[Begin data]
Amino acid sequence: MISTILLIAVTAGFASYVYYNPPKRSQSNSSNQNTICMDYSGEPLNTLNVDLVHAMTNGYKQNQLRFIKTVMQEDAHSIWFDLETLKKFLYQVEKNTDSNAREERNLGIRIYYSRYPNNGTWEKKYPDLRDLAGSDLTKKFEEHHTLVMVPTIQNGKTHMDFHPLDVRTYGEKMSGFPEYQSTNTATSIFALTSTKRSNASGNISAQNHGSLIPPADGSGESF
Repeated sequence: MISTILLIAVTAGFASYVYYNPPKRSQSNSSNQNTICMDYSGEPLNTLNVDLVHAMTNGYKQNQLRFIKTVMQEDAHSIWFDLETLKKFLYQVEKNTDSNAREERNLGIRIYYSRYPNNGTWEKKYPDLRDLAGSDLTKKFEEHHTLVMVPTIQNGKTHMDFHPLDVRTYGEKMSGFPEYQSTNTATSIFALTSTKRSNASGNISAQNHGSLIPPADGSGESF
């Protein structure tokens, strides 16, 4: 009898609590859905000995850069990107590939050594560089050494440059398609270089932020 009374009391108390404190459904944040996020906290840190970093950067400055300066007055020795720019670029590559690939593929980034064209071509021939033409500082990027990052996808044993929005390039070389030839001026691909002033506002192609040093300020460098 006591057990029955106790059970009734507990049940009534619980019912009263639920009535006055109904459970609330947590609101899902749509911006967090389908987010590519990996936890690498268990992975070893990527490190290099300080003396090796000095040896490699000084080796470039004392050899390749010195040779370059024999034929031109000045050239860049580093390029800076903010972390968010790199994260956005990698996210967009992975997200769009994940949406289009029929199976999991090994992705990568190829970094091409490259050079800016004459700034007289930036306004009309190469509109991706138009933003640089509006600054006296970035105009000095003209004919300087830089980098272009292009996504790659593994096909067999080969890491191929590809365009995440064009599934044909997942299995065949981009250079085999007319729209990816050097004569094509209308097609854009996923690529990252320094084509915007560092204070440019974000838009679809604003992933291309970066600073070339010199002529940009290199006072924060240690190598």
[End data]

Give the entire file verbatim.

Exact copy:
Amino acid sequence: MISTILLIAVTAGFASYVYYNPPKRSQSNSSNQNTICMDYSGEPLNTLNVDLVHAMTNGYKQNQLRFIKTVMQEDAHSIWFDLETLKKFLYQVEKNTDSNAREERNLGIRIYYSRYPNNGTWEKKYPDLRDLAGSDLTKKFEEHHTLVMVPTIQNGKTHMDFHPLDVRTYGEKMSGFPEYQSTNTATSIFALTSTKRSNASGNISAQNHGSLIPPADGSGESF
Repeated sequence: MISTILLIAVTAGFASYVYYNPPKRSQSNSSNQNTICMDYSGEPLNTLNVDLVHAMTNGYKQNQLRFIKTVMQEDAHSIWFDLETLKKFLYQVEKNTDSNAREERNLGIRIYYSRYPNNGTWEKKYPDLRDLAGSDLTKKFEEHHTLVMVPTIQNGKTHMDFHPLDVRTYGEKMSGFPEYQSTNTATSIFALTSTKRSNASGNISAQNHGSLIPPADGSGESF
């Protein structure tokens, strides 16, 4: 009898609590859905000995850069990107590939050594560089050494440059398609270089932020 009374009391108390404190459904944040996020906290840190970093950067400055300066007055020795720019670029590559690939593929980034064209071509021939033409500082990027990052996808044993929005390039070389030839001026691909002033506002192609040093300020460098 006591057990029955106790059970009734507990049940009534619980019912009263639920009535006055109904459970609330947590609101899902749509911006967090389908987010590519990996936890690498268990992975070893990527490190290099300080003396090796000095040896490699000084080796470039004392050899390749010195040779370059024999034929031109000045050239860049580093390029800076903010972390968010790199994260956005990698996210967009992975997200769009994940949406289009029929199976999991090994992705990568190829970094091409490259050079800016004459700034007289930036306004009309190469509109991706138009933003640089509006600054006296970035105009000095003209004919300087830089980098272009292009996504790659593994096909067999080969890491191929590809365009995440064009599934044909997942299995065949981009250079085999007319729209990816050097004569094509209308097609854009996923690529990252320094084509915007560092204070440019974000838009679809604003992933291309970066600073070339010199002529940009290199006072924060240690190598």